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SAN RAFAEL, CA - FEBRUARY 26: SolarCraft workers install solar panels on the roof of a home on February 26, 2015 in San Rafael, California. According to a survey report by the Solar Foundation, the solar industry employs more workers than coal mining with nearly 174,000 people working in solar compared to close to 80,000 mining coal. (Photo by Justin Sullivan/Getty Images)

Solar Meets the Sharing Economy

EDITOR’S NOTE: An Israeli entrepreneur, Amit Rosner, this month launched a new business in Massachusetts that will tap social media and surging interest in a “sharing economy” to speed deployment of solar power. We recently interviewed Rosner about his startup, Yeloha, via email. Energy Times: What share of electricity needs can be met by solar in the foreseeable future?

EDITOR’S NOTE: An Israeli entrepreneur, Amit Rosner, this month launched a new business in Massachusetts that will tap social media and surging interest in a “sharing economy” to speed deployment of solar power. We recently interviewed Rosner about his startup, Yeloha, via email.

Energy Times: What share of electricity needs can be met by solar in the foreseeable future?

Rosner: The sun could be the world’s largest source of electricity by 2050, according to reports issued by the International Energy Agency. The IEA technology roadmap show how solar photovoltaic systems could generate up to 16 percent of the world’s electricity while solar thermal electricity from concentrating solar power plants could provide an additional 11 percent.

Energy Times: What new business models will be most effective speeding deployment of solar?  

Amit Rosner

Rosner: To date only a fraction of American households and small and medium-sized businesses (SMB) have gone solar. Panels and installation still require property ownership and a large upfront investment or excellent credit score - resources that many American’s don’t have. The sharing economy opens the solar market to the majority of residential and commercial customers who do not own their roofs - renters, apartment dwellers - and those whose roofs are shaded or physically unsuitable for solar. For these customers, solar sharing offers a new way to buy into solar from a separate locale, empowering consumers nationwide to contribute to the spread of clean energy while reaping the cost savings benefits.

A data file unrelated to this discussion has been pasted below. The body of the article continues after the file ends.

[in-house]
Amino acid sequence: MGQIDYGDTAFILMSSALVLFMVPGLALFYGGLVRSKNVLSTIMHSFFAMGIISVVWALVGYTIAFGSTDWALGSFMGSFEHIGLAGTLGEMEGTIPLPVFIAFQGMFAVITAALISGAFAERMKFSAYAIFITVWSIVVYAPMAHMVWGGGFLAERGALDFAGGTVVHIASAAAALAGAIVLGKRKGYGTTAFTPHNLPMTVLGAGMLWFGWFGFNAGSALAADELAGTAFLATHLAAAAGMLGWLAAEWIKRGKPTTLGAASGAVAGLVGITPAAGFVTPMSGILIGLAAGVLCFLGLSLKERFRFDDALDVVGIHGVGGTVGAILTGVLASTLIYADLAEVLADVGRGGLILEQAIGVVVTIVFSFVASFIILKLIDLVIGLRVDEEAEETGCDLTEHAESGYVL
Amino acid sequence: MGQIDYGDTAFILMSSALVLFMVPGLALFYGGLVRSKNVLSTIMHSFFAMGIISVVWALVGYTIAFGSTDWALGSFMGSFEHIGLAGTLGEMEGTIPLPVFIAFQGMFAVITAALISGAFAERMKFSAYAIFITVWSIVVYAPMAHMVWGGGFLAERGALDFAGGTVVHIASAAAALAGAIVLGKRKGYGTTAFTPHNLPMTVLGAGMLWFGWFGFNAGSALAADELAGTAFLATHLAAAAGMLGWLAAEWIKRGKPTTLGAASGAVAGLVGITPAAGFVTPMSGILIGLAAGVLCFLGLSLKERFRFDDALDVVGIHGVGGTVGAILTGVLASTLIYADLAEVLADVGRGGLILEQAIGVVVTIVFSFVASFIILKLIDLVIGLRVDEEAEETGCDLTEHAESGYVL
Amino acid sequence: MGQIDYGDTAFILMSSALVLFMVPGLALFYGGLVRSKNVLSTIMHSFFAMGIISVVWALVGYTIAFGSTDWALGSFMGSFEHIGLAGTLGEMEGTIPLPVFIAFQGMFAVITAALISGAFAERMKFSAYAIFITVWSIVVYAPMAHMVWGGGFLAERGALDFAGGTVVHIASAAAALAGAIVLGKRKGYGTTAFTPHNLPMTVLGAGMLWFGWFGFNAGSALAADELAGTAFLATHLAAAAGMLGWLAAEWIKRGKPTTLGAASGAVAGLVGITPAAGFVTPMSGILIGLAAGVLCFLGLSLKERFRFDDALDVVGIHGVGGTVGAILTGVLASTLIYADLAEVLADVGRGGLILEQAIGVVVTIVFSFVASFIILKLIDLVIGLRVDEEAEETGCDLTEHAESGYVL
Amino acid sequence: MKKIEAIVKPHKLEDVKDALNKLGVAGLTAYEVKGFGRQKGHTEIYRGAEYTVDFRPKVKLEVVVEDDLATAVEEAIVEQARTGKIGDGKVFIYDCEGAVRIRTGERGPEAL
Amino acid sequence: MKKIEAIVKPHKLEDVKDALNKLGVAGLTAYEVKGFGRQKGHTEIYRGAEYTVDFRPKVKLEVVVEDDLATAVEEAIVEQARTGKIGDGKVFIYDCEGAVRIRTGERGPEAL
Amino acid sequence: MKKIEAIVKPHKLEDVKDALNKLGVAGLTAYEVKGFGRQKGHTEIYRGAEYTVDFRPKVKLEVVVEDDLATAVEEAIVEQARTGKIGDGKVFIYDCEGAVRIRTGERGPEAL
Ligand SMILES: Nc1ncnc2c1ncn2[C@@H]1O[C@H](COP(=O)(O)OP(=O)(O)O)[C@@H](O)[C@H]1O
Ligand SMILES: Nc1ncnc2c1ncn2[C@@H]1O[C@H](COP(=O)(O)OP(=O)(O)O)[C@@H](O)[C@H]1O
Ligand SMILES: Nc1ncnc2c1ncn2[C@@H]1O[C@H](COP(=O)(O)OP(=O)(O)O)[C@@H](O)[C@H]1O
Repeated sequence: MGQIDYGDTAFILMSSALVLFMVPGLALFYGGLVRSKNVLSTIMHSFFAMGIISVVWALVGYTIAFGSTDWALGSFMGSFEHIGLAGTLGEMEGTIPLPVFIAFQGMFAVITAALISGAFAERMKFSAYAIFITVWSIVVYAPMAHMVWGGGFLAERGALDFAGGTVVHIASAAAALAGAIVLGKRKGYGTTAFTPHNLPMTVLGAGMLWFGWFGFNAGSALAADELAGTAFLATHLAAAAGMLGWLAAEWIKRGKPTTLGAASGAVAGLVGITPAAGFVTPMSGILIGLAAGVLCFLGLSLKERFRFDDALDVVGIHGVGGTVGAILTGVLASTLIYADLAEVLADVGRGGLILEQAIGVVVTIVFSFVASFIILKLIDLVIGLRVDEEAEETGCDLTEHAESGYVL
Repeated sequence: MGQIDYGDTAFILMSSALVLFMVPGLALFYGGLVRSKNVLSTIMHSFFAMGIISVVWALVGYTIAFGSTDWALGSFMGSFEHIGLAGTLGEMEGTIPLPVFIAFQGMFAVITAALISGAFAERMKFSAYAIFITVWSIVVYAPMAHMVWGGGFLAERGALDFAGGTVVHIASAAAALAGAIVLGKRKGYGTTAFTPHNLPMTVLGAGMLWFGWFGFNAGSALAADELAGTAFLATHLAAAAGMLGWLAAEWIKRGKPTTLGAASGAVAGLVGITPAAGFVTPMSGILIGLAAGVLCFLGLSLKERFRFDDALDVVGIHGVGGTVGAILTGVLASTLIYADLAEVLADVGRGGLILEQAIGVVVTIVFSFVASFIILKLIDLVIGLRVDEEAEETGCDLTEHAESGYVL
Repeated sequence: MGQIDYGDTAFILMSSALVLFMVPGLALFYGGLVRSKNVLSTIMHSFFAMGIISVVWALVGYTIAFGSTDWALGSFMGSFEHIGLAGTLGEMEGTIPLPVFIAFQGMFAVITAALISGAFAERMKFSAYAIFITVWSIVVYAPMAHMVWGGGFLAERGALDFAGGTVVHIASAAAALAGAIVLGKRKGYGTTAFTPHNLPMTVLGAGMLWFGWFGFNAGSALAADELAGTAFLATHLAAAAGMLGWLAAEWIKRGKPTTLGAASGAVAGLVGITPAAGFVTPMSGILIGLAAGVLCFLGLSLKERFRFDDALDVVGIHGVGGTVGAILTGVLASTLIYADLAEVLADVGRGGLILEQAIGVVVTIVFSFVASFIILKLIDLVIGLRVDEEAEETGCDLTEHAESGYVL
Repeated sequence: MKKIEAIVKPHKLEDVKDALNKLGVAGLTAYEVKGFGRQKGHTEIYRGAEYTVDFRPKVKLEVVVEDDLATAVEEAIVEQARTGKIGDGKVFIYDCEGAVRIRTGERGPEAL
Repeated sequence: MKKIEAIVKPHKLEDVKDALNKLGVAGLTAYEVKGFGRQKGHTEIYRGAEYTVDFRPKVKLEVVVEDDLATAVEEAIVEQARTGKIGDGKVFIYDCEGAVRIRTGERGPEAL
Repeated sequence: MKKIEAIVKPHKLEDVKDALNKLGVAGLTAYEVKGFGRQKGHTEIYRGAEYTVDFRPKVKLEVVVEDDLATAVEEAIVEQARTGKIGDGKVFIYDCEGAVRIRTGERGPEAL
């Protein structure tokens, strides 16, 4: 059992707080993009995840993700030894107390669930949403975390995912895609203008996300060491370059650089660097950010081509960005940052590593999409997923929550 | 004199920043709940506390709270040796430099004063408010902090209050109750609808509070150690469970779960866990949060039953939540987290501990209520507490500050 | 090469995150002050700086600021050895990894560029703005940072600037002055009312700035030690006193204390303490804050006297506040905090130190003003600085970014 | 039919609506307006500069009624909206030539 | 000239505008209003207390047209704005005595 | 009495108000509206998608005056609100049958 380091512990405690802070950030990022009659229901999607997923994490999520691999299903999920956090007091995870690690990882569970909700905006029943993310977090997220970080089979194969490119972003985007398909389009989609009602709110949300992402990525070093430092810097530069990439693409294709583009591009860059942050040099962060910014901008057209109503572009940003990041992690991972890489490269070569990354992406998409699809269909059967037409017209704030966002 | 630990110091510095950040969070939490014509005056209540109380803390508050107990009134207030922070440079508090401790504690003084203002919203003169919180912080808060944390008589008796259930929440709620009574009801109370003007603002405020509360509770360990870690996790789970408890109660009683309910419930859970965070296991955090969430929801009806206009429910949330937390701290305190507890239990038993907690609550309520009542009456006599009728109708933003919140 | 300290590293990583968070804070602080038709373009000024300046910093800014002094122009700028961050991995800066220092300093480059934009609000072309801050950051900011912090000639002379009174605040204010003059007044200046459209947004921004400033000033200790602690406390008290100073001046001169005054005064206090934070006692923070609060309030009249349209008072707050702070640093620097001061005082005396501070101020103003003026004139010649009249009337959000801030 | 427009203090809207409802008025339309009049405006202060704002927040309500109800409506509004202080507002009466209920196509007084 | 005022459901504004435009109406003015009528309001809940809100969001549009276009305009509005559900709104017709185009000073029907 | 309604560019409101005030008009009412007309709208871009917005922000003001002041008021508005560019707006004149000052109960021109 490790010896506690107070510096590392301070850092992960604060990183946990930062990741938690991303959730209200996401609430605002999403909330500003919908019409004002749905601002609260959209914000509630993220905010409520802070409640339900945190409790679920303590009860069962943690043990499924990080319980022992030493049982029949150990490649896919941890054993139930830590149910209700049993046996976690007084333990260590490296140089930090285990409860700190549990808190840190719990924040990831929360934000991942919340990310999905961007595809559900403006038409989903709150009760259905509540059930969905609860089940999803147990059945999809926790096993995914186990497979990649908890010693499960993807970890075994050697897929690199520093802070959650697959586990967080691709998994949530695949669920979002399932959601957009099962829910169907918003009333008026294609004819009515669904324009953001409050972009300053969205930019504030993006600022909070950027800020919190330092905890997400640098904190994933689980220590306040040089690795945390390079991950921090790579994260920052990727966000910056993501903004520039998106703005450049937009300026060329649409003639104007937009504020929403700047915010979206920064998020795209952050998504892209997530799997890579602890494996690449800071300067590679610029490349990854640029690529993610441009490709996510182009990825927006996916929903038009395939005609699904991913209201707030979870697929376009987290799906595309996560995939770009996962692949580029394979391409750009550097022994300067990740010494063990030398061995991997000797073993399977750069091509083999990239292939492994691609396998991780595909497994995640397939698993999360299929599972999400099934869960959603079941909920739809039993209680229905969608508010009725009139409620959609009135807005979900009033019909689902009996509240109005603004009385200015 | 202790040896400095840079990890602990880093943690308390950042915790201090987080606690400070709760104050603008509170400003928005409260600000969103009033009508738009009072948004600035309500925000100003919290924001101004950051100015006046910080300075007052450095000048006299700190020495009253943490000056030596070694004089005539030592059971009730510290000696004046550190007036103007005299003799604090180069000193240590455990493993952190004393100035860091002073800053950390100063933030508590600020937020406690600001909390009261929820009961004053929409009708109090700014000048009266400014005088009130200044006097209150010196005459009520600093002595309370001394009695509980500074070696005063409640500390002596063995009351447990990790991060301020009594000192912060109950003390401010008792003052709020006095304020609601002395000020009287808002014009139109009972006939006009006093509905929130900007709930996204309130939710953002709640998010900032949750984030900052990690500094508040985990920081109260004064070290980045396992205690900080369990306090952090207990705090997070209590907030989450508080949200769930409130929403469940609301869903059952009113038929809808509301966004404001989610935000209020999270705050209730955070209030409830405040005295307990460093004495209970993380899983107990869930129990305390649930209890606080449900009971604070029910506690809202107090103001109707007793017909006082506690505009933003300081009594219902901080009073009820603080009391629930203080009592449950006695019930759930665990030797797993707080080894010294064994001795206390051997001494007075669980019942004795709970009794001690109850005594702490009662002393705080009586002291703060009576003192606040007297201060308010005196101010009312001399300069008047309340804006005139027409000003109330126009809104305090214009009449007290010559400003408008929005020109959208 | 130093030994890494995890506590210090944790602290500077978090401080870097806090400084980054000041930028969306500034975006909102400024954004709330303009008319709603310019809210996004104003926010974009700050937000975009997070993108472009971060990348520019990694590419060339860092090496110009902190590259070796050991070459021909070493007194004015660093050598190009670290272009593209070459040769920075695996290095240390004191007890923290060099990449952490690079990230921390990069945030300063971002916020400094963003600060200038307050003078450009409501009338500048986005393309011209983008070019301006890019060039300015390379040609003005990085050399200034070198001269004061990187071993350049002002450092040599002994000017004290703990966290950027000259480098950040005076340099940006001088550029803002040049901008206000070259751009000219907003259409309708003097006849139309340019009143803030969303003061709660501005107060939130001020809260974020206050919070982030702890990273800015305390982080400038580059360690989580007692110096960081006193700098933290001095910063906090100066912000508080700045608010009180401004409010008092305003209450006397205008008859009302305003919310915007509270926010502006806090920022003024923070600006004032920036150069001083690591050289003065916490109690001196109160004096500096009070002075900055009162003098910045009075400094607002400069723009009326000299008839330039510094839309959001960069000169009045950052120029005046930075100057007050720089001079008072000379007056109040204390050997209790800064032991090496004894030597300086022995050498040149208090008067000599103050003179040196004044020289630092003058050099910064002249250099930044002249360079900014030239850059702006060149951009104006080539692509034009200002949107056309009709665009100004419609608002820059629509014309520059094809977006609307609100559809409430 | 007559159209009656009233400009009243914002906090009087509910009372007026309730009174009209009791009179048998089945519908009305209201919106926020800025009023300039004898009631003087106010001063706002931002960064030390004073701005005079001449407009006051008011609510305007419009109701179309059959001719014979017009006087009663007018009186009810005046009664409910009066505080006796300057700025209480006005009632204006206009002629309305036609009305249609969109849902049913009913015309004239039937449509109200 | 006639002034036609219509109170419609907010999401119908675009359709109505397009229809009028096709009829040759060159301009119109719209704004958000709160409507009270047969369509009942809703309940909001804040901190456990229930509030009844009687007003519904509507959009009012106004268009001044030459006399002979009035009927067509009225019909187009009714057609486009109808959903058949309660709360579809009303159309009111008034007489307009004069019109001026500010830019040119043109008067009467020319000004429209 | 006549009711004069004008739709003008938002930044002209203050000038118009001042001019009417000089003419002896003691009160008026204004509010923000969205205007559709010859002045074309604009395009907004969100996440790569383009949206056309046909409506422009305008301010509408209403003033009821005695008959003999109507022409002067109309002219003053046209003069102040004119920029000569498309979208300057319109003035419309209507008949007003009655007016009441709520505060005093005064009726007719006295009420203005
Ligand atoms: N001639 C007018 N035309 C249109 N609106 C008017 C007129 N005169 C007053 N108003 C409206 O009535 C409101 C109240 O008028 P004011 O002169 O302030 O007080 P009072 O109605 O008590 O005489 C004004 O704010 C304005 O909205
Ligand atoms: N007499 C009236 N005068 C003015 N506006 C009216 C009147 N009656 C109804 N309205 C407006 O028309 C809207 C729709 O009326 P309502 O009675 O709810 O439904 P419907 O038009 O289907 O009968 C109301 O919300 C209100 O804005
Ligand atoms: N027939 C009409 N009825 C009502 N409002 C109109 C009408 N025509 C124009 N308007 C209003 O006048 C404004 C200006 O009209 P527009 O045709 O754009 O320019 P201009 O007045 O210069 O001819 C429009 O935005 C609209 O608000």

Energy Times: There are a number of paths providing for third party ownership of solar deployed on residential customers’ homes. Explain what is unique about Yeloha’s approach.

Rosner: Yeloha aims to change the profile of a solar user from a single homeowner or SMB who only benefits themselves, to one of a “sun host” who, via the sharing economy, helps unleash the financial and environmental benefits of solar for both themselves and others – their "sun partners". By sharing solar, everyone with an electricity bill, no matter where they live, can now have the opportunity to participate in solar and save. Yeloha provides incentives to those who have a solar friendly roof - to share it. These incentives address the upfront expense of solar deployment. In exchange for hosting, homeowners receive panels, installation, and a portion of the energy generated - all free. Other residential or commercial customers who do not own their roofs or have unsuitable roofs can now become sun partners by buying into the excess energy generated by the panels on the sun host’s roof. It’s simple. There is no need for expensive solar installations nor even navigating away from their existing utility.

Energy Times: How extensive is third party ownership of solar generation on commercial and industrial properties – and do you see growth potential in that market?

Rosner: A 2014 Navigant Research study found that 40 percent of non-residential systems in California are third-party owned. We've seen similar data in other states. Yeloha welcomes opportunities for collaboration with the commercial and non-profit sectors, which have so far been widely considered “underserved” due to lack of financing.  

Energy Times: You are starting your business in Massachusetts. Do you plan to be in all 50 states – and how long will it take for you to achieve that?

Rosner: Yes. The core of our business is our online platform, built to cross physical and geographic boundaries. We plan to be available in several states next year and continue to scale rapidly to keep up with demand.

 

 

 

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